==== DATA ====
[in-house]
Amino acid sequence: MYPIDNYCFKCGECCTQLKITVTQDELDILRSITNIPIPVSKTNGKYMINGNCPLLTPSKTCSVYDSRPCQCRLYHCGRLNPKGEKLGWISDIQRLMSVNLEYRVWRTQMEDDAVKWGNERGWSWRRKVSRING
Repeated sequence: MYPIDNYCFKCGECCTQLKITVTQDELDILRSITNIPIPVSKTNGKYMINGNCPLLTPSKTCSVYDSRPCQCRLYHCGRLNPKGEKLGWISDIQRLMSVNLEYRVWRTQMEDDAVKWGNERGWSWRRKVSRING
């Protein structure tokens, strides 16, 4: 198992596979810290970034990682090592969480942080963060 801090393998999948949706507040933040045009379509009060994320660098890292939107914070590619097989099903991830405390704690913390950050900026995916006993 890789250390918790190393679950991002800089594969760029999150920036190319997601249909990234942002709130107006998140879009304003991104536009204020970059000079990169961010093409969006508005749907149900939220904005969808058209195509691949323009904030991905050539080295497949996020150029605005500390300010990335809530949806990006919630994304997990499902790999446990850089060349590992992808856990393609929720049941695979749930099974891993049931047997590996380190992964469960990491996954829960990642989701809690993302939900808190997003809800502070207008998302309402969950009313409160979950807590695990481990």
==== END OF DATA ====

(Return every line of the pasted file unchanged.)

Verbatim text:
[in-house]
Amino acid sequence: MYPIDNYCFKCGECCTQLKITVTQDELDILRSITNIPIPVSKTNGKYMINGNCPLLTPSKTCSVYDSRPCQCRLYHCGRLNPKGEKLGWISDIQRLMSVNLEYRVWRTQMEDDAVKWGNERGWSWRRKVSRING
Repeated sequence: MYPIDNYCFKCGECCTQLKITVTQDELDILRSITNIPIPVSKTNGKYMINGNCPLLTPSKTCSVYDSRPCQCRLYHCGRLNPKGEKLGWISDIQRLMSVNLEYRVWRTQMEDDAVKWGNERGWSWRRKVSRING
């Protein structure tokens, strides 16, 4: 198992596979810290970034990682090592969480942080963060 801090393998999948949706507040933040045009379509009060994320660098890292939107914070590619097989099903991830405390704690913390950050900026995916006993 890789250390918790190393679950991002800089594969760029999150920036190319997601249909990234942002709130107006998140879009304003991104536009204020970059000079990169961010093409969006508005749907149900939220904005969808058209195509691949323009904030991905050539080295497949996020150029605005500390300010990335809530949806990006919630994304997990499902790999446990850089060349590992992808856990393609929720049941695979749930099974891993049931047997590996380190992964469960990491996954829960990642989701809690993302939900808190997003809800502070207008998302309402969950009313409160979950807590695990481990």